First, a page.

• @Will Sounds like you should provide your own answer then, as so far we don't have one that says it's not professional to vote on. – Tymoteusz Paul Oct 13 at 7:23
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Honestly, this would seem to be making a fuss for the sake of it. Something is professional if it gets the job done, and unprofessional if it does not. Customer support were able to assist you, so move on.

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  • Just to clarify, I do not intend to make a fuss. It was mere curiosity to understand what is acceptable in a similar scenario. – Enzo Oct 12 at 14:43
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    "Should I make it clear to them?" That would definitely be making a fuss. – Philip Kendall Oct 12 at 14:44
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    @PhilipKendall : Not necessarily. Saying "I specified one language and I'm offended you used a different one!" is definitively making a fuss, but that's not the only way of making it clear to them. One could write politely, thank them for the answer, and kindly ask that next time they reply in English because the answer will be shared with English-speaking colleagues. – Val Oct 13 at 5:26
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    @PhilipKendall : What? I didn't claim that! On the contrary, you mentioned that it looked like the OP was making a fuss, and this is why I described what "making a fuss" would look like. – Val Oct 13 at 8:05
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    "Something is professional if it gets the job done" That's absurd. Dangerous actions often "get the job done", but they're far from professional. – TheRubberDuck Oct 13 at 14:13
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I wouldn't say it's unprofessional, but it might be problematic. I happen to have an Italian colleague, and he might ask some customer support some question, and then share the reply with multiple people who are interested in the answer. If the answer is in Italian, there is the extra step for him of translating the answer into English, because that's the only language here that everyone speaks. So quite inconvenient.

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    I would be reluctant to translate the email into English; if there is a miscommunication, I don't want "They translated it wrong" to be on the table as a possible excuse. – Acccumulation Oct 15 at 2:05
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On the one hand, replying in your native language likely rendered your communication more smooth. On the other hand, the assumption that you are a native Italian speaker might have been wrong, and makes it impossible for you to relay messages to a colleague. So whether the behavior was unprofessional or not is partly a matter of opinion.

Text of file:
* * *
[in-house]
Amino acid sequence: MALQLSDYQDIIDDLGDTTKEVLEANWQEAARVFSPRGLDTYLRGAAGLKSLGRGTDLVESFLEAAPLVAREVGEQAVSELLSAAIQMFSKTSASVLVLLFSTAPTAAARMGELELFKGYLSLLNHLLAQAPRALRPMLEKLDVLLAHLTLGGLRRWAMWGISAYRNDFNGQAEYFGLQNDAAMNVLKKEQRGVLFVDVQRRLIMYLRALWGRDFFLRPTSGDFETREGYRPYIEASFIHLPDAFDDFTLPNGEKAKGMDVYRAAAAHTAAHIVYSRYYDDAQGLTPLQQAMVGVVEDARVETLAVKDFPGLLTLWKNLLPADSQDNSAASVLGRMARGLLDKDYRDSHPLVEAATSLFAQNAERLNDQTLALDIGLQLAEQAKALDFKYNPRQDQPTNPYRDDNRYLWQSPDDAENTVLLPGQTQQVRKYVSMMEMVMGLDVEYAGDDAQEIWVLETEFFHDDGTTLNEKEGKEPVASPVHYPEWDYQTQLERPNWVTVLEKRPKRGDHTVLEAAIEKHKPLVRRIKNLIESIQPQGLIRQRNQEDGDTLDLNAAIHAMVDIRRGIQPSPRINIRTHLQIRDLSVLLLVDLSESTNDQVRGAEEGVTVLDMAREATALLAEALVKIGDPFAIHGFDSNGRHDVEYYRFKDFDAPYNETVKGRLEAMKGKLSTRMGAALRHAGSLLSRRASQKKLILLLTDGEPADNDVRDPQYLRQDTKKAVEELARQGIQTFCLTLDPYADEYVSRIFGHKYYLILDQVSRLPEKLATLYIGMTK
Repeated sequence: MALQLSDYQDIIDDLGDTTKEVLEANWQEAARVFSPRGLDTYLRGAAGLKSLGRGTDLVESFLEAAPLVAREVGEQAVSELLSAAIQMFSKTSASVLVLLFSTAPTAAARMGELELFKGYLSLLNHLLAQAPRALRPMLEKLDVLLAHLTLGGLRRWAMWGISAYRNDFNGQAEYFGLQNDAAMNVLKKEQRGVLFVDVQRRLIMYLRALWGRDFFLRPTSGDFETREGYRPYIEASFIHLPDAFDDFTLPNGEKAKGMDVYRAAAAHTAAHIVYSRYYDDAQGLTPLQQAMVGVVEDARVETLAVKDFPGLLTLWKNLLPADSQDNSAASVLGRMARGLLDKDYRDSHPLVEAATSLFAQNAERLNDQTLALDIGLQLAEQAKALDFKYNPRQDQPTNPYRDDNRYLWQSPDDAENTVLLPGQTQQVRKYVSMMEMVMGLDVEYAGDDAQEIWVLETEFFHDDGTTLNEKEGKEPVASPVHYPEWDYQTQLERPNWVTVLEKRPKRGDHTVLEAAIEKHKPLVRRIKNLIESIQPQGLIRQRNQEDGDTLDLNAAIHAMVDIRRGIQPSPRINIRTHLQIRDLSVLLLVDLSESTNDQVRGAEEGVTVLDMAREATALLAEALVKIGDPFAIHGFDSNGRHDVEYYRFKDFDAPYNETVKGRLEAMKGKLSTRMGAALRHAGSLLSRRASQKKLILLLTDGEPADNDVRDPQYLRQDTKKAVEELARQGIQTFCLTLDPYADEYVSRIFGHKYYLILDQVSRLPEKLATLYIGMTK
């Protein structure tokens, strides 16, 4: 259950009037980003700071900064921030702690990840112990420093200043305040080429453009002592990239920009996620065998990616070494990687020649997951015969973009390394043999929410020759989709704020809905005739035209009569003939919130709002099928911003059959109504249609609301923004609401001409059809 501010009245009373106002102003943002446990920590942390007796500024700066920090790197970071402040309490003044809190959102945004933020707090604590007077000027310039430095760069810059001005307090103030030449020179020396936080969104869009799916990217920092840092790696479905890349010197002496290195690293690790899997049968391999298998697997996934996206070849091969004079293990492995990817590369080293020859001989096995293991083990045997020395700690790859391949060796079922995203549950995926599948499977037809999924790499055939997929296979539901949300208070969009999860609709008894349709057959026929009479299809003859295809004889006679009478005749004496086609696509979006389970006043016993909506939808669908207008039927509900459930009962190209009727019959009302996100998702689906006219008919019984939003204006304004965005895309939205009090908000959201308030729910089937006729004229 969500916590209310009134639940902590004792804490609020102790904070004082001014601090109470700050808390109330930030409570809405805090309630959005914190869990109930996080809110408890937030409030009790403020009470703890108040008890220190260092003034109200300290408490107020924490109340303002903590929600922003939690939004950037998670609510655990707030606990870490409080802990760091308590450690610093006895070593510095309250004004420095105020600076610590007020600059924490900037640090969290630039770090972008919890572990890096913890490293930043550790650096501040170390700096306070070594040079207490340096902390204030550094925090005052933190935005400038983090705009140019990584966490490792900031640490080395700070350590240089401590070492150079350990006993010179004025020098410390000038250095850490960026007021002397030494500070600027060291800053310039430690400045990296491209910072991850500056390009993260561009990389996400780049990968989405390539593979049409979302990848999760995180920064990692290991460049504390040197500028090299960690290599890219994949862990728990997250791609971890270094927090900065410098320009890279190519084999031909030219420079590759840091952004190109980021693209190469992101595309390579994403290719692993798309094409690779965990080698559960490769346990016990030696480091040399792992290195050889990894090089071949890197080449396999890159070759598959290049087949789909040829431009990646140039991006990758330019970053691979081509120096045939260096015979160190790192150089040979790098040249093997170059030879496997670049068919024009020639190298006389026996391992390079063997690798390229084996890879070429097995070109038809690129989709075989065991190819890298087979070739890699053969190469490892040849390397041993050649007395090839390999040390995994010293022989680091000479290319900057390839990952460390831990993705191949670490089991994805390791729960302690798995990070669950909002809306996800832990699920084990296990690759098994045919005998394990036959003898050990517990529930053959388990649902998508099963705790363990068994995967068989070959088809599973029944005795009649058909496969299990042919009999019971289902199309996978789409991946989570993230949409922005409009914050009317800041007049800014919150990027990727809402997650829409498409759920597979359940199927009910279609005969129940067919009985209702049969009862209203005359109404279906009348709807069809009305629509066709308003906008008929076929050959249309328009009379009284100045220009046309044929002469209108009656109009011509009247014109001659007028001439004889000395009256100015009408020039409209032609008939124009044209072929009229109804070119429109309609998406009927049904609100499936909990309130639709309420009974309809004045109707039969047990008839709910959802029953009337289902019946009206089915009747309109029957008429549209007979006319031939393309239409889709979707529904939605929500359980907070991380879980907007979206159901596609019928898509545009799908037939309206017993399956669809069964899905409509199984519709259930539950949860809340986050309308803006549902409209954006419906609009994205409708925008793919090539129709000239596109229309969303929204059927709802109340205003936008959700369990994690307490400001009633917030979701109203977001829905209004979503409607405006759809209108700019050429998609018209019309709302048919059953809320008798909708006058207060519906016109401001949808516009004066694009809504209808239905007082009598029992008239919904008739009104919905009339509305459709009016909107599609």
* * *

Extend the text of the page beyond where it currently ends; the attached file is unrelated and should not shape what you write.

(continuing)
Instead, let me propose what would be professional: Ask.

By the way, I noted that your name seems to be Italian. Would it be convenient for you to continue our conversation in Italian?

I would add this to the English message I am about to send, so as to not interrupt the conversation.

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Yes, definitely.

There is a large Italian-American population in America who might maintain Italian names but who are otherwise fully assimilated into White American culture, as a result of certain policies that were implemented in order to fragment Italian-American communities.

As a result, there would have been a significant risk that you wouldn’t have been able to speak Italian and you would have been forced to ask them to repeat themselves in English.

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    Further, it's viewed by some as racist. Recently an interviewer was called out for using the Chinese 'Ni hao?" greeting with a woman with Asian features. – mcalex Oct 13 at 5:05
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    @mcalex Everything is considered racist by someone in America. The idea that greeting someone with what you think is their native language is racist is absolutely ridiculous to anyone who isn't going around looking for lawsuits. I have a Serbian name and surname but as I was raised in Italy, I only speak Italian and English. If someone greets me in Serbian I just greet them back (I know a couple words) and then tell them I don't speak the language, maybe make some small talk about the fact my mom's Italian and I was born here, then move on. There is absolutely nothing offensive about it. – Demonblack Oct 13 at 9:05
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    @Demonblack. Just because you are not offended doesn't mean others wont be. If you can avoid offence with a small step its probably best, especially in a professional setting. – DavidB Oct 13 at 9:36
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    @DavidB: Just because someone was offended does not mean that the exchange was offensive. I've been greeted regularly in Hebrew, English, Russian, and even Arabic sometimes, with no offense taken. Everybody thinks that I belong to some "group". Should I get upset when some American tells me Merry Christmas in late December, because he assumed my religion? – dotancohen Oct 13 at 11:41
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    @dotancohen I wouldn't be offended either. Point is in a professional setting you need to be more careful of causing offence (real or perceived). And as it can be both real or perceived depending on who you ask it's better to be safe. – DavidB Oct 13 at 15:28
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As an Italian myself, now working abroad, I do understand your concerns.